Marie Curie has generated a surplus amounting to £4m before investment and pension gains, according to its Annual Report and Accounts 2018-19.
The surplus, which is the second in succession following a figure of £1.6m in 2017-18, came from a reduction in investment in nurses and the charity's helper service. Total expenditure on charitable activity, which includes running hospices and providing care at home, fell by 3 per cent to £103.4m.
Free reserves, the remaining portion after restricted and designated reserves are allocated, exceeded the upper end of the target range set by the charity's reserves policy, by £2.3m at year end in March 2019.
They stood at £48.8m, an increase of £8.3m from 2018. This was above the target requirement of £42.3m.
The report says: “An action plan has been approved by the trustees to bring reserves back to target in the medium term.”
Last year the charity said it had decided not to renew a number of nursing contracts after deciding it was not best placed to deliver.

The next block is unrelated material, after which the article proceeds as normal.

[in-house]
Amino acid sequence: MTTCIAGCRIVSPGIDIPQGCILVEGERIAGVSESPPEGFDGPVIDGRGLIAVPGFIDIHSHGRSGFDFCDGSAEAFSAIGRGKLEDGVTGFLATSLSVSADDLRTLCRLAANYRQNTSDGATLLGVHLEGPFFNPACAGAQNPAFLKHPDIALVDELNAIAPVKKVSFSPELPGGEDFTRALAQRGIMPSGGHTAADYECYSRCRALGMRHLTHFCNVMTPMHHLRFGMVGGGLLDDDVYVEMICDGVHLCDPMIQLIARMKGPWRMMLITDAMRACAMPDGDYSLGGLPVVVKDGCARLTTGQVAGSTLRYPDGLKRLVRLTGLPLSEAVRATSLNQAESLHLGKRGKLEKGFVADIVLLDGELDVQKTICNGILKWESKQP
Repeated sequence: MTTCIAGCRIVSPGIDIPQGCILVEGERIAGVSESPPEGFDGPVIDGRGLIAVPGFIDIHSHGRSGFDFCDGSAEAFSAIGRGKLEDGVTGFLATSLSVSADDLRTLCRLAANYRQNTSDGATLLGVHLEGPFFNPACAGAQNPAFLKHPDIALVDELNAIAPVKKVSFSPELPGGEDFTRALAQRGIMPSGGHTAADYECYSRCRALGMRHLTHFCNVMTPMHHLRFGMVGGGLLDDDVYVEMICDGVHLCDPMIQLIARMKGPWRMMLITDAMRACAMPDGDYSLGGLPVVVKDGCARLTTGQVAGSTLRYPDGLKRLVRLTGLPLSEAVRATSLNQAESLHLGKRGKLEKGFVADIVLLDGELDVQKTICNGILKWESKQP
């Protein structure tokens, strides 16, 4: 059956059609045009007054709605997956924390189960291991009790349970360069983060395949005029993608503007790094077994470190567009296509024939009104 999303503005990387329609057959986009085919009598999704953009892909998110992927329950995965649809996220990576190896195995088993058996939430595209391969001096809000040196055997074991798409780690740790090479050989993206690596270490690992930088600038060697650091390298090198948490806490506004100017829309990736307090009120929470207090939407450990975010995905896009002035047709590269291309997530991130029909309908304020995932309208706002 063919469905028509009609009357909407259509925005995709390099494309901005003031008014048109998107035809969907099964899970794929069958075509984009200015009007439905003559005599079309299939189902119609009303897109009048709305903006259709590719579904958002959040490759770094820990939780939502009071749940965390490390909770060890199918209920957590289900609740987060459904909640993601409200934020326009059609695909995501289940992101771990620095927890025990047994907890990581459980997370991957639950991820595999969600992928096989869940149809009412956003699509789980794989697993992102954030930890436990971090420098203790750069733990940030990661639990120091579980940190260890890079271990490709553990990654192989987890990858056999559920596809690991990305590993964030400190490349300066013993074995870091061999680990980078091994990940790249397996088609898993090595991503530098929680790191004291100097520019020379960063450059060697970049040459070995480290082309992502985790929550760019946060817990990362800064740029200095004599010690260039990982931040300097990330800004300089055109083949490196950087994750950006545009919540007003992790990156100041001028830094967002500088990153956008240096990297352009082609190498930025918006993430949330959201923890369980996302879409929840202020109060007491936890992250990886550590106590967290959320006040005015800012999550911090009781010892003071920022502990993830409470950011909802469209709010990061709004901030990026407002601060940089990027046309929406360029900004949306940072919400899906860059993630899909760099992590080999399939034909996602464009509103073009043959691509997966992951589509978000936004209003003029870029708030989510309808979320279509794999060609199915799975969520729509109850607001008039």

This year, NHS funding of Marie Curie hospices fell to covering 35 per cent of the charity's total costs, down from 40 per cent the year before.
Income for nursing from the NHS increased by 1 per cent to £23.6m, covering an average of 50 per cent of costs.
The charity's total income fell by £2m to £157m in 2019 due to a £2m fall in donations and legacies.
Some £33.8m came from legacies and £62m from donations, events and other voluntary income.
Expenditure on fundraising, publicity, retail and investments also fell, to £49.3m - around £2m less than in 2018.
‘Men are under-represented’ in frontline roles
The mean gender pay gap at Marie Curie in 2018/19 was 11.2 per cent, down from 12.4 per cent the year before.
The report says: “Although we have fewer male employees at all levels of the organisation compared with numbers of female staff, proportionately more of the men we employ are in higher paid roles.
“We’re proud of the diversity across our whole workforce, but recognise there are particular challenges around recruiting men into frontline care roles; men are under-represented here across the sector as a whole.”